Why did Jesus Weep?
© 2022 C. O. Bishop
John 11:32-37 (Compare Romans 12:15; Hebrews 4:15, 16)
32 Then when Mary was come where Jesus was, and saw him, she fell down at his feet, saying unto him, Lord, if thou hadst been here, my brother had not died. 33 When Jesus therefore saw her weeping, and the Jews also weeping which came with her, he groaned in the spirit, and was troubled. 34 And said, Where have ye laid him? They said unto him, Lord, come and see.
35 Jesus wept.
36 Then said the Jews, Behold how he loved him! 37 And some of them said, Could not this man, which opened the eyes of the blind, have caused that even this man should not have died?
We often hear about John 11:35 in terms of it being the “shortest verse in the Bible.” That is true, of course. But it doesn’t have much bearing on what it means for us as believers. Who cares that it is the shortest? That fact is interesting, perhaps, but in itself is meaningless. The content of every verse is what we need. What does it say, and what does it mean? And, ultimately, how can I apply it to my own life?
The context was Lazarus’ death and the grief it had caused his family and friends. In thAt context, the fact that Jesus also wept takes on much more meaning. Was He just “overwhelmed with grief” at having lost His friend? That seems unlikely, since He knew He was about to raise him back to normal life. It seems far more likely that Jesus wept for the grief that the others were experiencing.
Get the Whole Context
In verses 1-14, we saw that Jesus knew all about what was going on in Bethany. Though he was a long distance away, He knew that Lazarus was sick. He knew that it would ultimately not result in death, (v.4) but in His own glorification. He waited two days after hearing the news that Lazarus was sick, before leaving. This was so that Lazarus would not have “just died” when Jesus arrived. He waited that long so that Lazarus would have been dead long enough that no one had any doubt about his death. In fact, they would know that his body would have begun to decay!
Then Jesus told His disciples that He was going back to Judaea. They were worried that He would be killed. He finally explained to them that Lazarus was dead, and that He, Jesus, was going to “awaken” him. They were still pretty anxious about going back to a town so close to Jerusalem, but ultimately, they all went along.
When Jesus arrived, the majority of the people who initially met Him were believers. Some said to Him, “Lord, if you had been here, Lazarus would not have died.’ Others, to one another, said “This man healed the blind. Couldn’t he have prevented the death of His friend?” So, we can see that many of them at least had a rudimentary faith in His ability to heal.
What about Death itself?
The issue they were all struggling with, was “Why didn’t you save his life?” But it had not yet occurred to most of them, that Jesus could actually raise the dead. Martha seemed to have a glimmer of the idea. She believed that Jesus could ask God to bring Lazarus back from the dead. (See verse 22: She said, “Even now, whatsoever you will ask of God, God will give it to you.”)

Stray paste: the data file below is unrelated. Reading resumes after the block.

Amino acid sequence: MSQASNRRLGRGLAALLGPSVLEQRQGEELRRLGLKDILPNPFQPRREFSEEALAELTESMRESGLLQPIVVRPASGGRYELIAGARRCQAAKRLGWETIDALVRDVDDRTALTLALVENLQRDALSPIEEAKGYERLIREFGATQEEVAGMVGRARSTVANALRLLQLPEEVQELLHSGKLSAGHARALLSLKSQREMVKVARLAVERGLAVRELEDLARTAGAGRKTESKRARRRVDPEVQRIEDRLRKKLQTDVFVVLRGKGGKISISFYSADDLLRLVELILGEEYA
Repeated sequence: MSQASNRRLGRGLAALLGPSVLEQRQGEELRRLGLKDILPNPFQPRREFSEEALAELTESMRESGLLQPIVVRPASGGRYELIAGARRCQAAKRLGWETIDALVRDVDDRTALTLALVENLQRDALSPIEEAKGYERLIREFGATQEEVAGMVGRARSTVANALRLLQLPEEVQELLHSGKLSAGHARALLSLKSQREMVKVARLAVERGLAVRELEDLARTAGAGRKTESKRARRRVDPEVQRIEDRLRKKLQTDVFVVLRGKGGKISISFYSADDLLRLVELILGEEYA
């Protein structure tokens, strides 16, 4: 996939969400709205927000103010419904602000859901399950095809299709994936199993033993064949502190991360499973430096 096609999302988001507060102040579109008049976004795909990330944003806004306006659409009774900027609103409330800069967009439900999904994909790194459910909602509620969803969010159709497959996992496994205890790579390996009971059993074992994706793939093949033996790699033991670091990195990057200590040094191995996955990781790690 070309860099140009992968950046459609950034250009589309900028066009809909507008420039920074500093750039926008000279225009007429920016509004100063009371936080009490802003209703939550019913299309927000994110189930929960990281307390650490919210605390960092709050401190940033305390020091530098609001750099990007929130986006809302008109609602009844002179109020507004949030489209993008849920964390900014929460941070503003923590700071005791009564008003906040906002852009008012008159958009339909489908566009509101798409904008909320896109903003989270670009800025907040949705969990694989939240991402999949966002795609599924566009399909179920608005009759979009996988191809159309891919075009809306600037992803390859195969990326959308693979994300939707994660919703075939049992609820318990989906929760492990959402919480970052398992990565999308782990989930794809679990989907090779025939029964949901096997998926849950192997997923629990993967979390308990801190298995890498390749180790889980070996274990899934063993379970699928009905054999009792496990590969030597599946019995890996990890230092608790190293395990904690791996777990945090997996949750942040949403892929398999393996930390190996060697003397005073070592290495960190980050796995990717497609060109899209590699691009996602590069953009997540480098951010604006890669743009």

Can God raise the dead?
So, the question now is, “How far does the authority of Jesus, the Messiah, really extend? Can He raise the dead?” We need to remember that this is not the first time God raised the dead. In 1st Kings 17:17-24, we see that the son of the Widow at Zarephtha had died. Elijah asked God to restore him, and God honored that request and raised the boy back to life.
2nd Kings 4:1-37 tells of Elisha, the protégé of Elijah, and another child God raised from the dead. And, at the end of Elisha’s life, long after his death, in 2nd Kings 13:20, 21, we see some men sent out to bury the corpse of a dead man. But, because the men saw a band of enemy raiders coming, they hurriedly let the man’s body down into the grave of Elisha.
It must have been a shocking experience to those men: When the dead body touched the bones of Elisha, it sprang back to life! (I especially enjoy this story, as I imagine these men assigned to do the burying, running back within the city walls to escape the raiders, and looking back to see the dead man running with them.)
Finally, in Ezekiel 37, though it was “just a vision,” it still spoke of the authority of God to raise those who had long been dead. In that particular case, it referred to the resurrection of the Jews as a nation, both physically and spiritually.
But; Can Jesus Raise the Dead?
So, the concept of being raised from the dead was not new: it is just that none of them had ever seen it, and now they would see whether Jesus actually possessed the authority He claimed. That is the real question: “Does Jesus truly have the Authority He claims to have?” We still ask that question today: “Can Jesus really take care of me and my family? Is His blood really sufficient to take away all my sins? How sure am I, really, that everything He says is really true? And, Does He really caree about me?”
Jesus wants us to be sure. He wants us to know that we have eternal life, now, not waiting until we die to find out whether we were “Good Enough.” 1st John 5:11-13 says that He wants us to know that we have eternal life… not hope, or just be persuaded, or think so. He wants us to know it.
The Widow of Zarephtha had already believed that Elijah was a man of God. She agreed to make the small cake of bread for him, because he promised that her little barrel of meal and her little jar of oil would not run out until the famine was past. And it didn’t!
But then her son died. She immediately reproached Elijah, in grief and anger. But he took the dead child from her, carried him up to the loft where he was living, and prayed for God to “return his soul to his body.” And God did so. Her response was “Now I know that you are a man of God, and that the Word of the LORD in thy mouth is Truth!”